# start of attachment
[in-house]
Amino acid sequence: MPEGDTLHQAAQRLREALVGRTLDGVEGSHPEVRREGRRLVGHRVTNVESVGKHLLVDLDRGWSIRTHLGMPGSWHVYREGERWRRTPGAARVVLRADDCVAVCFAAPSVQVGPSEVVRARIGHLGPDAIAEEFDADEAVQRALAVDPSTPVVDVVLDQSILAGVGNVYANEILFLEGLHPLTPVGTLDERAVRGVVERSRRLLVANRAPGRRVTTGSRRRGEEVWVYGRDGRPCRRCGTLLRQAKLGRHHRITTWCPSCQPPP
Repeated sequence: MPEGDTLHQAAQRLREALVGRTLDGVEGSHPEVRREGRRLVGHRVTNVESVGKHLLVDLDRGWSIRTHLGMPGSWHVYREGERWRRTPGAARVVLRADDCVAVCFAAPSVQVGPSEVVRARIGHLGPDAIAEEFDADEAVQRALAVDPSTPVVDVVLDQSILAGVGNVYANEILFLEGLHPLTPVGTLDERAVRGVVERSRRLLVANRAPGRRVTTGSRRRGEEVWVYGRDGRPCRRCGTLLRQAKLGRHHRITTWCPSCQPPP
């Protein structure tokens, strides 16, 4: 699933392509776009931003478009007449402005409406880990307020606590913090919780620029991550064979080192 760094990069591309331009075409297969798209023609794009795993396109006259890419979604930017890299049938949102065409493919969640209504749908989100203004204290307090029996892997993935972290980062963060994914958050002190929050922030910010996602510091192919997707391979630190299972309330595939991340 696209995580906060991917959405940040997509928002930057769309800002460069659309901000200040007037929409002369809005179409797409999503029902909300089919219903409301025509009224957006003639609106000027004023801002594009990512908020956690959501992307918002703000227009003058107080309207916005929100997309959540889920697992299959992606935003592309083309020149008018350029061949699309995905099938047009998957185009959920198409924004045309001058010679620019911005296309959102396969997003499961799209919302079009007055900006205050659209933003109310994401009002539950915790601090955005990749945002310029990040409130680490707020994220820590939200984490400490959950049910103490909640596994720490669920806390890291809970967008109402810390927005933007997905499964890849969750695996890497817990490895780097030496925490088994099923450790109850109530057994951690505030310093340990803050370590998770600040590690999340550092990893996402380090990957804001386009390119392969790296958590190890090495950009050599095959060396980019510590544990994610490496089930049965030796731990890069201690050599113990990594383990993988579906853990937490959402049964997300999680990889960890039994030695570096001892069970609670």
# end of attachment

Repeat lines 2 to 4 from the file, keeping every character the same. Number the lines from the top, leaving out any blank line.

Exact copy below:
Amino acid sequence: MPEGDTLHQAAQRLREALVGRTLDGVEGSHPEVRREGRRLVGHRVTNVESVGKHLLVDLDRGWSIRTHLGMPGSWHVYREGERWRRTPGAARVVLRADDCVAVCFAAPSVQVGPSEVVRARIGHLGPDAIAEEFDADEAVQRALAVDPSTPVVDVVLDQSILAGVGNVYANEILFLEGLHPLTPVGTLDERAVRGVVERSRRLLVANRAPGRRVTTGSRRRGEEVWVYGRDGRPCRRCGTLLRQAKLGRHHRITTWCPSCQPPP
Repeated sequence: MPEGDTLHQAAQRLREALVGRTLDGVEGSHPEVRREGRRLVGHRVTNVESVGKHLLVDLDRGWSIRTHLGMPGSWHVYREGERWRRTPGAARVVLRADDCVAVCFAAPSVQVGPSEVVRARIGHLGPDAIAEEFDADEAVQRALAVDPSTPVVDVVLDQSILAGVGNVYANEILFLEGLHPLTPVGTLDERAVRGVVERSRRLLVANRAPGRRVTTGSRRRGEEVWVYGRDGRPCRRCGTLLRQAKLGRHHRITTWCPSCQPPP
């Protein structure tokens, strides 16, 4: 699933392509776009931003478009007449402005409406880990307020606590913090919780620029991550064979080192 760094990069591309331009075409297969798209023609794009795993396109006259890419979604930017890299049938949102065409493919969640209504749908989100203004204290307090029996892997993935972290980062963060994914958050002190929050922030910010996602510091192919997707391979630190299972309330595939991340 696209995580906060991917959405940040997509928002930057769309800002460069659309901000200040007037929409002369809005179409797409999503029902909300089919219903409301025509009224957006003639609106000027004023801002594009990512908020956690959501992307918002703000227009003058107080309207916005929100997309959540889920697992299959992606935003592309083309020149008018350029061949699309995905099938047009998957185009959920198409924004045309001058010679620019911005296309959102396969997003499961799209919302079009007055900006205050659209933003109310994401009002539950915790601090955005990749945002310029990040409130680490707020994220820590939200984490400490959950049910103490909640596994720490669920806390890291809970967008109402810390927005933007997905499964890849969750695996890497817990490895780097030496925490088994099923450790109850109530057994951690505030310093340990803050370590998770600040590690999340550092990893996402380090990957804001386009390119392969790296958590190890090495950009050599095959060396980019510590544990994610490496089930049965030796731990890069201690050599113990990594383990993988579906853990937490959402049964997300999680990889960890039994030695570096001892069970609670």